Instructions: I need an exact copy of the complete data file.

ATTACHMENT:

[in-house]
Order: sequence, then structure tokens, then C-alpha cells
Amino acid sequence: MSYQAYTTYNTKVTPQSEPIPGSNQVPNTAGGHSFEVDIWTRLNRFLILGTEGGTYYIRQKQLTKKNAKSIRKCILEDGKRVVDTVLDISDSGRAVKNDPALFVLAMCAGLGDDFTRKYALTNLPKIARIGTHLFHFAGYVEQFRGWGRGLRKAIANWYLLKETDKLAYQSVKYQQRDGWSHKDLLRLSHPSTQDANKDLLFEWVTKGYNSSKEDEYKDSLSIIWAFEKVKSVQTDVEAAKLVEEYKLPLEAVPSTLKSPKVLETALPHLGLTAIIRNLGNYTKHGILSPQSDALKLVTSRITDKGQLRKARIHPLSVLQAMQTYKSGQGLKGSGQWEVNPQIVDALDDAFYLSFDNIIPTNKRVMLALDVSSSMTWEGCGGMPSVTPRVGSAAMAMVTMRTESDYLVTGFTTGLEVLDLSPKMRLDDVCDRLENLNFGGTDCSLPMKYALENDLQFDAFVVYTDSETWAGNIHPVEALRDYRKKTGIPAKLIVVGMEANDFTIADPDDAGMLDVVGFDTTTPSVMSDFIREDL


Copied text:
[in-house]
Order: sequence, then structure tokens, then C-alpha cells
Amino acid sequence: MSYQAYTTYNTKVTPQSEPIPGSNQVPNTAGGHSFEVDIWTRLNRFLILGTEGGTYYIRQKQLTKKNAKSIRKCILEDGKRVVDTVLDISDSGRAVKNDPALFVLAMCAGLGDDFTRKYALTNLPKIARIGTHLFHFAGYVEQFRGWGRGLRKAIANWYLLKETDKLAYQSVKYQQRDGWSHKDLLRLSHPSTQDANKDLLFEWVTKGYNSSKEDEYKDSLSIIWAFEKVKSVQTDVEAAKLVEEYKLPLEAVPSTLKSPKVLETALPHLGLTAIIRNLGNYTKHGILSPQSDALKLVTSRITDKGQLRKARIHPLSVLQAMQTYKSGQGLKGSGQWEVNPQIVDALDDAFYLSFDNIIPTNKRVMLALDVSSSMTWEGCGGMPSVTPRVGSAAMAMVTMRTESDYLVTGFTTGLEVLDLSPKMRLDDVCDRLENLNFGGTDCSLPMKYALENDLQFDAFVVYTDSETWAGNIHPVEALRDYRKKTGIPAKLIVVGMEANDFTIADPDDAGMLDVVGFDTTTPSVMSDFIREDL